Cait Cullen reviews The Milky Way: an Autobiography of our Galaxy by Moiya McTier
Like almost every astronomer, I have looked to the stars and dreamt of objects far larger than I can realistically comprehend. But never in my deepest daydreams have I imagined a sarcastic, egotistical, lonely galaxy telling its story through a series of anecdotes and thinly veiled barbs.
In The Milky Way: an Autobiography of our Galaxy, US astrophysicist Moiya McTier unfurls the story of the Milky Way as we know it (or, as the narrator would pointedly note, as we think we know it). This is a story we’ve heard time and time again, but here it’s presented with one crucial quirk: McTier tells the tale from the perspective of the galaxy itself.
In an age when technological advances are letting astronomers look at ever-more distant objects in the universe, McTier’s revolutionary story brings the focus back to the magnificent galaxy we call home. The Milky Way deftly spans great stretches of time and space, from the creation of the galaxy nearly 14 billion years ago, to its long-awaited collision a few billion years in the future, and finally to its inevitable doomsday.
Each of the 15 chapters tackles a different aspect of our galaxy’s story, including a list of its many names, illustrations of its shape and structure, and detailed descriptions of other nearby entities. The story follows the Milky Way as it grows up: experimenting with the birth of new stars (and mourning countless others), making friends (and crushes) or sworn enemies of its neighbours, and battling the supermassive black hole at its centre.
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Nestled within this intricate, meandering autobiography is a story of how we humans have viewed the milky blanket of stars strewn across the sky through an ever-changing array of legends, myths and theories. One chapter – aptly titled “Death” – explores the most promising human theories on how the universe will end. Whether it’s the Big Rip, Freeze, Crunch, Bounce or Slurp, the narrator diligently explains the science behind each scenario in a way that will appeal to experienced astronomers and amateur space enthusiasts alike.
Sprinkled throughout the book are quirky and humorous intermissions, lending it a casual, informal feel. For example, the description of the relationship between the Large and Small Magellanic Clouds (or Larry and Sammy, as the Milky Way calls them) has our galaxy salaciously waggling the stars that form its “eyebrows” before discussing the two bodies’ respective star-formation rates. (If your mind works anything like mine, you’ll spend days wondering which stars those might be and how the waggle would be created.)
Moiya McTier presents a complete history of the galaxy all wrapped within a captivating story of knowledge, friendship and self-awareness
With the ever-expanding depth and breadth of astronomical knowledge, science writers and communicators nowadays are constantly trying to find stimulating methods to convey complex topics. In The Milky Way, McTier has more than achieved this goal. She presents a complete history of the galaxy – along with tricky concepts such as the distance ladder, nucleosynthesis and dark matter – all wrapped within a captivating story of knowledge, friendship and self-awareness.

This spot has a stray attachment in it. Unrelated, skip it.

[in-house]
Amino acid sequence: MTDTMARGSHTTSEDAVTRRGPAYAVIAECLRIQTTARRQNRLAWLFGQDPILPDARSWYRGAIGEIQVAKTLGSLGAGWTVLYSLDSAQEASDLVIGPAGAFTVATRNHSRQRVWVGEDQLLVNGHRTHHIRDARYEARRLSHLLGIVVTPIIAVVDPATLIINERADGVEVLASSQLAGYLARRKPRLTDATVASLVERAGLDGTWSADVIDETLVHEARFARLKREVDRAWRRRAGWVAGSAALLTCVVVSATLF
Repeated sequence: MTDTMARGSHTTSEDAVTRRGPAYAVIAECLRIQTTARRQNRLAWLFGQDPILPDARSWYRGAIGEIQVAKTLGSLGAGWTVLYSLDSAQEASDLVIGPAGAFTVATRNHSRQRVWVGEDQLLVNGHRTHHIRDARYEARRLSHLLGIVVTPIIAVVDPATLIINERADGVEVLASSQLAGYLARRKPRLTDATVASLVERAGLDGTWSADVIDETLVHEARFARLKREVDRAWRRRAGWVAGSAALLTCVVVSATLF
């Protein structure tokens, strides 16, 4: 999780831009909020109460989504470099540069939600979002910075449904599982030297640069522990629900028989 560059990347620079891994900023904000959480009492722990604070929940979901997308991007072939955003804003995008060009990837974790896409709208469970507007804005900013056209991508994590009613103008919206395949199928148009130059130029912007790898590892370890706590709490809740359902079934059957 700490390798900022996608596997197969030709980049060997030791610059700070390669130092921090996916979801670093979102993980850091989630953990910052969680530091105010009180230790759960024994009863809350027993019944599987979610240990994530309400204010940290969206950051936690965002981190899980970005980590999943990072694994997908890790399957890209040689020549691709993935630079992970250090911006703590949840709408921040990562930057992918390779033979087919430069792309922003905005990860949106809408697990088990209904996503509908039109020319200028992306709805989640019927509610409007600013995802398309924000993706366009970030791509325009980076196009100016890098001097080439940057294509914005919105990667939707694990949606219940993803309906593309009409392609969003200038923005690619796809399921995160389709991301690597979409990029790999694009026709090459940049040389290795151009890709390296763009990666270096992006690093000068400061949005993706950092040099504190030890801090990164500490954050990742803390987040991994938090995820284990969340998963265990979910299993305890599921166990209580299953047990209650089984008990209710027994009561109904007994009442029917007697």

There’s even romance. We know that Andromeda will eventually collide with our galaxy as a story of chaos and doom, but McTier presents this event with a mix of excitement and hope. “Andromeda and I are going to merge so completely in just a few billion years that we’ll essentially become one galaxy,” she writes. “We’ll die at the same time, and I won’t have to worry about leaving anyone I care about behind.”
McTier unfolds a story so absurdly characterful and riveting, that you almost don’t notice how much you’re being taught
The Milky Way is truly a work of art – and not just because of its fantastical illustrations by AnnaMarie Salai. McTier unfolds a story so absurdly characterful and riveting, that you almost don’t notice how much you’re being taught. The lonely, but somewhat hopeful, voice of the Milky Way transports the reader into the realm of galaxies, gas clouds and the vast expanses of space.
Throughout the book, you’re encouraged to look at scientific concepts from an entirely new perspective, with McTier’s almost poetic prose providing a dreamlike quality to near-incomprehensible topics. Fortunately, when it comes to unanswered questions, the author does not give credibility to unproven concepts, instead describing current theories as we best understand them.
First-ever image of the black hole ‘shadow’ at the heart of the Milky Way revealed by the Event Horizon Telescope
When discussing the ambiguous end to the universe, for example, the Milky Way simply states: “Don’t worry, I won’t spoil the ending for you, though I will tell you what your human scientists think could happen.” I, for one, have never had such a garrulously enigmatic teacher.
If you’re looking for a book that will reveal the answers to hard-kept astronomical secrets, you might be disappointed. What you will find, though, is a witty, romantic and innovative account of everything humans currently know about the galaxy we live in. McTier has created the perfect ode to our incomprehensibly vast home – a flawless blend of respect and curiosity that gives voice to one of the most relentlessly studied objects in our universe.
- 2022 Grand Central Publishing 256pp $27.00hb